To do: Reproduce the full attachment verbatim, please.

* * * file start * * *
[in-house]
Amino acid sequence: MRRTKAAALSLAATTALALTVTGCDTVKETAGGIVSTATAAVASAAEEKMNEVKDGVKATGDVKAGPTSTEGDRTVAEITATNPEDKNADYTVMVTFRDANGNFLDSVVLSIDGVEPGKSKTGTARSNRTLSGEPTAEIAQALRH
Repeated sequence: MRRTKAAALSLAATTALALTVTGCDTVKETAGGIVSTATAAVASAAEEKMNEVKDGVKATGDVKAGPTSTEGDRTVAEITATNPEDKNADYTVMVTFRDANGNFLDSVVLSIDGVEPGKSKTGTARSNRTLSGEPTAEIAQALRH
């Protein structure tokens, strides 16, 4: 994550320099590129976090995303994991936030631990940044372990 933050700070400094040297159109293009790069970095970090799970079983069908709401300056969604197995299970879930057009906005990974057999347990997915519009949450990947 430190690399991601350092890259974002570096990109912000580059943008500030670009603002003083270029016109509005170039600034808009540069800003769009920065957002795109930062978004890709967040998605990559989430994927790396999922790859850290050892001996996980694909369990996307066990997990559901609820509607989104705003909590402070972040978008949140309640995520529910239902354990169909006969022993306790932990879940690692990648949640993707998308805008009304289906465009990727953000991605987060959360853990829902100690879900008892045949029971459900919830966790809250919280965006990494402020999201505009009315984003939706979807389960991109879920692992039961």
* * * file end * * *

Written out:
[in-house]
Amino acid sequence: MRRTKAAALSLAATTALALTVTGCDTVKETAGGIVSTATAAVASAAEEKMNEVKDGVKATGDVKAGPTSTEGDRTVAEITATNPEDKNADYTVMVTFRDANGNFLDSVVLSIDGVEPGKSKTGTARSNRTLSGEPTAEIAQALRH
Repeated sequence: MRRTKAAALSLAATTALALTVTGCDTVKETAGGIVSTATAAVASAAEEKMNEVKDGVKATGDVKAGPTSTEGDRTVAEITATNPEDKNADYTVMVTFRDANGNFLDSVVLSIDGVEPGKSKTGTARSNRTLSGEPTAEIAQALRH
């Protein structure tokens, strides 16, 4: 994550320099590129976090995303994991936030631990940044372990 933050700070400094040297159109293009790069970095970090799970079983069908709401300056969604197995299970879930057009906005990974057999347990997915519009949450990947 430190690399991601350092890259974002570096990109912000580059943008500030670009603002003083270029016109509005170039600034808009540069800003769009920065957002795109930062978004890709967040998605990559989430994927790396999922790859850290050892001996996980694909369990996307066990997990559901609820509607989104705003909590402070972040978008949140309640995520529910239902354990169909006969022993306790932990879940690692990648949640993707998308805008009304289906465009990727953000991605987060959360853990829902100690879900008892045949029971459900919830966790809250919280965006990494402020999201505009009315984003939706979807389960991109879920692992039961």